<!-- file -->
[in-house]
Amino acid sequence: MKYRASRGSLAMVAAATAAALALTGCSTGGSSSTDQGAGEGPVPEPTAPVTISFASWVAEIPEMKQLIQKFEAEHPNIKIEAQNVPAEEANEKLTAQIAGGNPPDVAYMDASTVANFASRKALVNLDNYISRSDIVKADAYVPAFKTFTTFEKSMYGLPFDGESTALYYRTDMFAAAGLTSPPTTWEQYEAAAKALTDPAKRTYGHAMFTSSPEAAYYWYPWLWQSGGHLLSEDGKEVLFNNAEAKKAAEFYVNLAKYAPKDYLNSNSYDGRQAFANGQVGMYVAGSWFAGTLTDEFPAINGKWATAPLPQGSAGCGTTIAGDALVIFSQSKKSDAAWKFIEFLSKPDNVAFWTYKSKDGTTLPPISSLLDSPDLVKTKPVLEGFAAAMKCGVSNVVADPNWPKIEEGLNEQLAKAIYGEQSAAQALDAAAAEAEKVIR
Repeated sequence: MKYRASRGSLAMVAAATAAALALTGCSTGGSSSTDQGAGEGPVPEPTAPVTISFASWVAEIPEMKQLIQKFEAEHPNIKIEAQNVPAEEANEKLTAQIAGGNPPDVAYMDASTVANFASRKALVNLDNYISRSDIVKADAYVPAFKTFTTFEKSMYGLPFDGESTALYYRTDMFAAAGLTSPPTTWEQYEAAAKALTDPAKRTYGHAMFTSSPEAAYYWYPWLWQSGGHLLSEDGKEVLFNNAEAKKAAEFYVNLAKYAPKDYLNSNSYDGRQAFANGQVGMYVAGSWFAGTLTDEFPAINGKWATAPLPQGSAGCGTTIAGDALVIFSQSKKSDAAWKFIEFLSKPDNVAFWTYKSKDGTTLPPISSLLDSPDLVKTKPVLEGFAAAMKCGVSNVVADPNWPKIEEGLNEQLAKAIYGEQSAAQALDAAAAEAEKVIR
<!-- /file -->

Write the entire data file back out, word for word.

[in-house]
Amino acid sequence: MKYRASRGSLAMVAAATAAALALTGCSTGGSSSTDQGAGEGPVPEPTAPVTISFASWVAEIPEMKQLIQKFEAEHPNIKIEAQNVPAEEANEKLTAQIAGGNPPDVAYMDASTVANFASRKALVNLDNYISRSDIVKADAYVPAFKTFTTFEKSMYGLPFDGESTALYYRTDMFAAAGLTSPPTTWEQYEAAAKALTDPAKRTYGHAMFTSSPEAAYYWYPWLWQSGGHLLSEDGKEVLFNNAEAKKAAEFYVNLAKYAPKDYLNSNSYDGRQAFANGQVGMYVAGSWFAGTLTDEFPAINGKWATAPLPQGSAGCGTTIAGDALVIFSQSKKSDAAWKFIEFLSKPDNVAFWTYKSKDGTTLPPISSLLDSPDLVKTKPVLEGFAAAMKCGVSNVVADPNWPKIEEGLNEQLAKAIYGEQSAAQALDAAAAEAEKVIR
Repeated sequence: MKYRASRGSLAMVAAATAAALALTGCSTGGSSSTDQGAGEGPVPEPTAPVTISFASWVAEIPEMKQLIQKFEAEHPNIKIEAQNVPAEEANEKLTAQIAGGNPPDVAYMDASTVANFASRKALVNLDNYISRSDIVKADAYVPAFKTFTTFEKSMYGLPFDGESTALYYRTDMFAAAGLTSPPTTWEQYEAAAKALTDPAKRTYGHAMFTSSPEAAYYWYPWLWQSGGHLLSEDGKEVLFNNAEAKKAAEFYVNLAKYAPKDYLNSNSYDGRQAFANGQVGMYVAGSWFAGTLTDEFPAINGKWATAPLPQGSAGCGTTIAGDALVIFSQSKKSDAAWKFIEFLSKPDNVAFWTYKSKDGTTLPPISSLLDSPDLVKTKPVLEGFAAAMKCGVSNVVADPNWPKIEEGLNEQLAKAIYGEQSAAQALDAAAAEAEKVIR